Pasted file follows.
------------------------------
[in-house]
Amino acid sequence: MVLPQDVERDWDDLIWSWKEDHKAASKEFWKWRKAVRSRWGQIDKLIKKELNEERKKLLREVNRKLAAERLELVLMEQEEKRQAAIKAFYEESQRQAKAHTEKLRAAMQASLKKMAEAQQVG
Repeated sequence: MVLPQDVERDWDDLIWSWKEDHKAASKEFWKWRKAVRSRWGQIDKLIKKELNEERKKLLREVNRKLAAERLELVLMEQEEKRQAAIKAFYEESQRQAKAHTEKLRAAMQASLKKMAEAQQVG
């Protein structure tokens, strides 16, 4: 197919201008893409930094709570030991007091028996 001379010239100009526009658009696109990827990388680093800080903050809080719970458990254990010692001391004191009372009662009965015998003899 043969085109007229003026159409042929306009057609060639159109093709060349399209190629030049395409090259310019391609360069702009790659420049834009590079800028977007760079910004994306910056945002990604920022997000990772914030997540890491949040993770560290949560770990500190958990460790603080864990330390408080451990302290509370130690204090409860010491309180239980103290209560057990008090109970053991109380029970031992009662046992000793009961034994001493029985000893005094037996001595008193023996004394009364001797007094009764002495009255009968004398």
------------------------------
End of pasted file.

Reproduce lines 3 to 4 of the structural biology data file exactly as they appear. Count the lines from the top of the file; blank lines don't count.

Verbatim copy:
Repeated sequence: MVLPQDVERDWDDLIWSWKEDHKAASKEFWKWRKAVRSRWGQIDKLIKKELNEERKKLLREVNRKLAAERLELVLMEQEEKRQAAIKAFYEESQRQAKAHTEKLRAAMQASLKKMAEAQQVG
């Protein structure tokens, strides 16, 4: 197919201008893409930094709570030991007091028996 001379010239100009526009658009696109990827990388680093800080903050809080719970458990254990010692001391004191009372009662009965015998003899 043969085109007229003026159409042929306009057609060639159109093709060349399209190629030049395409090259310019391609360069702009790659420049834009590079800028977007760079910004994306910056945002990604920022997000990772914030997540890491949040993770560290949560770990500190958990460790603080864990330390408080451990302290509370130690204090409860010491309180239980103290209560057990008090109970053991109380029970031992009662046992000793009961034994001493029985000893005094037996001595008193023996004394009364001797007094009764002495009255009968004398």